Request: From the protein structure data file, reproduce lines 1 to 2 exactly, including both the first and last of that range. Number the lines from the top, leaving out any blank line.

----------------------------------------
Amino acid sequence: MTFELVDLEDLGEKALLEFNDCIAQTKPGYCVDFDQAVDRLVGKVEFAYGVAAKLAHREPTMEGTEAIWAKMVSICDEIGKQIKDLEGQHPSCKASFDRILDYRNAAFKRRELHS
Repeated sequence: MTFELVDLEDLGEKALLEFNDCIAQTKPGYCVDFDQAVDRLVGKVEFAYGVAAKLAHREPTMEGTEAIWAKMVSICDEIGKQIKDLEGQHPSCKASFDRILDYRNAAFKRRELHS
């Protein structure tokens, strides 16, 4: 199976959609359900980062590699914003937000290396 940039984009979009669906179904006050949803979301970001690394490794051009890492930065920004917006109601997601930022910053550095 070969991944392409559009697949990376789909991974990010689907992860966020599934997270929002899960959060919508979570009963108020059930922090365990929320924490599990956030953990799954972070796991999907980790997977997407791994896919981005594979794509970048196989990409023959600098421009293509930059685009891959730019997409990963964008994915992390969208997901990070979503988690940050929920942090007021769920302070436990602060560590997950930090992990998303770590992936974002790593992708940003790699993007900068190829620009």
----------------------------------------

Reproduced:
Amino acid sequence: MTFELVDLEDLGEKALLEFNDCIAQTKPGYCVDFDQAVDRLVGKVEFAYGVAAKLAHREPTMEGTEAIWAKMVSICDEIGKQIKDLEGQHPSCKASFDRILDYRNAAFKRRELHS
Repeated sequence: MTFELVDLEDLGEKALLEFNDCIAQTKPGYCVDFDQAVDRLVGKVEFAYGVAAKLAHREPTMEGTEAIWAKMVSICDEIGKQIKDLEGQHPSCKASFDRILDYRNAAFKRRELHS